How to keep your data safe with Espionage for Mac OS X

If someone stole my MacBook Air, the computer’s data should be fairly safe, due to my use of Apple’s FileVault 2 whole-disk encryption. But what if someone got access to my computer while I’m still logged in? Or what if someone got hold of my login password?

Certain data, like website passwords, are already encrypted via applications like Apple’s Keychain and AgileBits’s 1Password. But how can we secure non-encrypted documents like bank statements, contracts, etc.?

In the past, I considered using applications like Knox, which make it slightly less cumbersome to deal with encrypted disk images than dealing with them directly. But, unfortunately, Knox didn’t go far enough in the area of usability—it basically makes you deal with Finder-mounted volumes—to convince me to use it.

Recently, though, I discovered a product that did — and it’s called, Espionage.

How Espionage works

Espionage, which lives in your menubar and is activated with a keystroke, manages lists of folders you want protected.

Each list is associated with a password of your choosing. When Espionage is locked, the contents of your folders are encrypted. When you unlock Espionage—by entering one of your passwords—the contents of the folders in the list associated with the password you entered are unencrypted and become accessible.

By managing the encryption of folders where they reside in the file system, as opposed to Knox, which mounts encrypted volumes in the Finder, Espionage becomes infinitely more useful. And an interesting additional feature of Espionage—the ability to assign actions to the locking and unlocking of folders—makes it even more powerful.

Under the hood

Espionage actually stores the contents of your listed folders in individual, encrypted disk images outside of the source folders themselves.

When you unlock a folder, Espionage “mounts” the associated disk image at the folder’s source in the Finder—giving the impression that you’re simply working with a normal folder. When you then lock the folder, the encrypted disk image is closed, and the original folder is returned—either empty, or with any contents you’ve since added not to be encrypted. (This behavior has some interesting benefits discussed later.)

The individual, encrypted disk images are sparse bundles, which mean they actually consist of a large number of tiny little encrypted files—making them space-efficient and working well with backup utilities like Time Machine, as well as making Espionage suitable to work with applications like Dropbox.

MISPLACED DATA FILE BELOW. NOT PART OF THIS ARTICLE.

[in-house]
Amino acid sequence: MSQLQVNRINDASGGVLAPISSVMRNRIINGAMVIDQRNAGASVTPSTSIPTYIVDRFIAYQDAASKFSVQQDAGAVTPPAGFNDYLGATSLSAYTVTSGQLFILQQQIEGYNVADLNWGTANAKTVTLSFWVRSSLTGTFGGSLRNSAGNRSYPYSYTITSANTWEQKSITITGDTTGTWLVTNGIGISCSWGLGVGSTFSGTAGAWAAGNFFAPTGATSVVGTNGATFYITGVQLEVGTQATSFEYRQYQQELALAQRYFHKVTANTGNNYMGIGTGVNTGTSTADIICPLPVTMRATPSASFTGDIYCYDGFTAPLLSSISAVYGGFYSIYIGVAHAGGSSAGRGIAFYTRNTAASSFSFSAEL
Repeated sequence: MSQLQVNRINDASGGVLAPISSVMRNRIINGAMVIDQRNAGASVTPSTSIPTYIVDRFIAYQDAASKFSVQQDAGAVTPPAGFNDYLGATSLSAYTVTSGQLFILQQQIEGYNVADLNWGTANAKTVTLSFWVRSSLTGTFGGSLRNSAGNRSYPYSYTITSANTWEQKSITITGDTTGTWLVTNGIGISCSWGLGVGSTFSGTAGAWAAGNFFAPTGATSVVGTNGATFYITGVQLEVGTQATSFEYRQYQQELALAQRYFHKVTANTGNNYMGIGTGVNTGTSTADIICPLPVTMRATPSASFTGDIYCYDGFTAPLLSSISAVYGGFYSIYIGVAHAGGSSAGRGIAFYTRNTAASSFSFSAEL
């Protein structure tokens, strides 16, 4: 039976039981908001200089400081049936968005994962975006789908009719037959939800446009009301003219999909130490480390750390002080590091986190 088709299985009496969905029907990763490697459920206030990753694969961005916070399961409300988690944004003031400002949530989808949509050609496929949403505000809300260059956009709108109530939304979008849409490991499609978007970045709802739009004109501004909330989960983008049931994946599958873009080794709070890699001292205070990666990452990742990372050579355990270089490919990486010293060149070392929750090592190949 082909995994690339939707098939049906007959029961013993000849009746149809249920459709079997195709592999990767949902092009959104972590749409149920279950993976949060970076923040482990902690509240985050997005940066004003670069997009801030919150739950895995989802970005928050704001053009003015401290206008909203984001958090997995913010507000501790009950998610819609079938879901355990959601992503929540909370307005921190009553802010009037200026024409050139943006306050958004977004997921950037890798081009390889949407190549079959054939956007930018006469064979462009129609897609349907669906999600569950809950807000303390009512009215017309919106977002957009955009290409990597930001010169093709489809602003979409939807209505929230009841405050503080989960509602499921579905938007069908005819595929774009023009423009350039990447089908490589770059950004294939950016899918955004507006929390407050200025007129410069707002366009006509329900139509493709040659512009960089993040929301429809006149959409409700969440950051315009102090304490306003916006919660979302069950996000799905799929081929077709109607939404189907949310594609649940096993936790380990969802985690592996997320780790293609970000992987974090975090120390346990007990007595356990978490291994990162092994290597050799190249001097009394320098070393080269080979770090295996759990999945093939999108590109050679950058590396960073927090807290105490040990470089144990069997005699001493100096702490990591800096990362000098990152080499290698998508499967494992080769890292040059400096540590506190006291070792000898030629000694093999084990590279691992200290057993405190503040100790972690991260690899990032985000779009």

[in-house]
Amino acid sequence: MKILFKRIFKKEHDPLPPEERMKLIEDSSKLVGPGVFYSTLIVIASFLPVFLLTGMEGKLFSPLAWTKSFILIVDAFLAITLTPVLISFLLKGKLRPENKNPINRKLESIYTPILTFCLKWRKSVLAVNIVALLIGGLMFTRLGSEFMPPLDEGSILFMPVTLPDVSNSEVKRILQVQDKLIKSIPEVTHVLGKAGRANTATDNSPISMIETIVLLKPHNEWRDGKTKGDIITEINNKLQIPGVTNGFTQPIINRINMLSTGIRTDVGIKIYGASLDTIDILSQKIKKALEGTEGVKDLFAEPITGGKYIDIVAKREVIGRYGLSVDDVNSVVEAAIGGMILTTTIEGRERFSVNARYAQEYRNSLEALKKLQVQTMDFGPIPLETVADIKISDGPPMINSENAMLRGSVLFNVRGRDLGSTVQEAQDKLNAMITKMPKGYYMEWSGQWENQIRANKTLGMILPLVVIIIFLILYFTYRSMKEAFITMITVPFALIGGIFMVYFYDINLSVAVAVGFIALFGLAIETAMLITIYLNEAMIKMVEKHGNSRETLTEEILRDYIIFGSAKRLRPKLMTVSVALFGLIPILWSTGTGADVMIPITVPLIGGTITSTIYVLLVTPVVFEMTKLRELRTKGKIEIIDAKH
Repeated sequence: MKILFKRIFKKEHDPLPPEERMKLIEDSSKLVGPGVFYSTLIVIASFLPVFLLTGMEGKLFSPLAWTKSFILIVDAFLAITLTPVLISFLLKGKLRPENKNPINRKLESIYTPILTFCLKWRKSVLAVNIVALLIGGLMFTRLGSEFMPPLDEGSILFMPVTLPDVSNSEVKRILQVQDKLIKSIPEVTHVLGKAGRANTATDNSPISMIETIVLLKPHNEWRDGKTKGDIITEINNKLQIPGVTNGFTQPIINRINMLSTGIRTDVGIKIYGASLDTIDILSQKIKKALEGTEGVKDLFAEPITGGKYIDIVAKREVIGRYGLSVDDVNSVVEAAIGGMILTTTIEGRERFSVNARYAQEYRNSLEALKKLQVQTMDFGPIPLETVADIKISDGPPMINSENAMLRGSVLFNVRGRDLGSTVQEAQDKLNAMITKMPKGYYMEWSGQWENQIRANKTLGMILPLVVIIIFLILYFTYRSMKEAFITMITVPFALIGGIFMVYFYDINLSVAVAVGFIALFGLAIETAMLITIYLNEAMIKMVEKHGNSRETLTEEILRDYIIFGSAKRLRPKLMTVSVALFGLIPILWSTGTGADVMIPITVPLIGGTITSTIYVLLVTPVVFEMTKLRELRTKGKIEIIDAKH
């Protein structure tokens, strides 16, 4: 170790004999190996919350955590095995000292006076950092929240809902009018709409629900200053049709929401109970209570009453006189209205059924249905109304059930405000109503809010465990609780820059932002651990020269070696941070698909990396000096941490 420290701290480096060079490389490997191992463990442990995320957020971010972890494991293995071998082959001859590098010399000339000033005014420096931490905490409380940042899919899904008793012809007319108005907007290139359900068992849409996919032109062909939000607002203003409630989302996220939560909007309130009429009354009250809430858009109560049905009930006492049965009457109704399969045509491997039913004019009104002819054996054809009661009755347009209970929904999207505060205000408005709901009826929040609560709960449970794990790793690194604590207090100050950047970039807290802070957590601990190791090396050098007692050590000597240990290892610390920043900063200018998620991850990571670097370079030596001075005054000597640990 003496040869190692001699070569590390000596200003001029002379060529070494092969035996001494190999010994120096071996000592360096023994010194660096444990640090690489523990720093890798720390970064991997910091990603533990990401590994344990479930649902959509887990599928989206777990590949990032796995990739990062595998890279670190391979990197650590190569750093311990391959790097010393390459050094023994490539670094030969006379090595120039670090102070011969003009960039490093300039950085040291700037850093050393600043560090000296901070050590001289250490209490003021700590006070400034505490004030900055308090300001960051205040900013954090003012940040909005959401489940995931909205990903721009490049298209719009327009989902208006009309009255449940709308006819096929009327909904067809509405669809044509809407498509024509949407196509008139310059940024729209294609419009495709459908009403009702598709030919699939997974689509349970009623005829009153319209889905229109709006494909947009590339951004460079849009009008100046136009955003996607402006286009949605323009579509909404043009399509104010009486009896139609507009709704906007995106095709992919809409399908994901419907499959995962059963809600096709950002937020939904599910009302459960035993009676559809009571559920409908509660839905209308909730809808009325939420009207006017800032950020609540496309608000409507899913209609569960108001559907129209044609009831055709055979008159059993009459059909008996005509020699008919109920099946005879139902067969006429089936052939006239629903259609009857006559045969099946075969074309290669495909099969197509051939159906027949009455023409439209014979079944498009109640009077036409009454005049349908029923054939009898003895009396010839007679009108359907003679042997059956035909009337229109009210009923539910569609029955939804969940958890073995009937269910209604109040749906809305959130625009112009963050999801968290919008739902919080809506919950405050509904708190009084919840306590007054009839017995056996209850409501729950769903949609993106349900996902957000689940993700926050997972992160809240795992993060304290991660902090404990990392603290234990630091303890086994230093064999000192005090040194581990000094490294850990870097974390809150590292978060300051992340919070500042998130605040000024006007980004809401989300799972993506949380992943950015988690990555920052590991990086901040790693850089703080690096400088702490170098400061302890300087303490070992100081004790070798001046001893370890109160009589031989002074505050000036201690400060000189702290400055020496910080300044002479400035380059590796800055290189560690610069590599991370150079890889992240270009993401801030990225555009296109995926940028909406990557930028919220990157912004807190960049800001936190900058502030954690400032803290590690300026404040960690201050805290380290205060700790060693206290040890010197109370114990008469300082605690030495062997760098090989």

The sparse bundles are named with hashes, so, if they were found, there’d be no way to associate any of them with particular folders. In addition, Espionage generates a highly-secure, unique, internal password for each image file, and maintains a mapping of those passwords to each list’s master password through “key derivation” technology called, scrypt.

Plausible deniability

One of the benefits of the way Espionage has been implemented is plausible deniability. Here’s two examples:

  1. Since Espionage manages any number of lists of folders, if you were required to give someone a password to unlock Espionage, you could provide the password that unlocks a benign list of folders that you’d setup just for such a situation. They would have know way of knowing or proving that you had additional passwords in use with Espionage, which unlocked additional lists of folders.
  2. Since Espionage stores your folder contents in encrypted images outside of your source folders, and if you, for example, chose to use Espionage to encrypt the contents of Mail.app’s data folder(s), then if you launched Mail.app without having unlocked that list of folders in Espionage, Mail would launch with a different setup—one that could, again, appear benign, without giving any indication that you’re real email is encrypted.

Other features

Espionage provide some additional features, such as the ability to disable spotlight indexing at the folder level, as well as overriding where it stores the folder’s associated encrypted sparse image.

All in all, it’s a thoughtful, powerful and well-designed app. I’ve been using it for a few days now, and am really impressed. I think you’ll like it too.

Agree? Disagree? What do you think?

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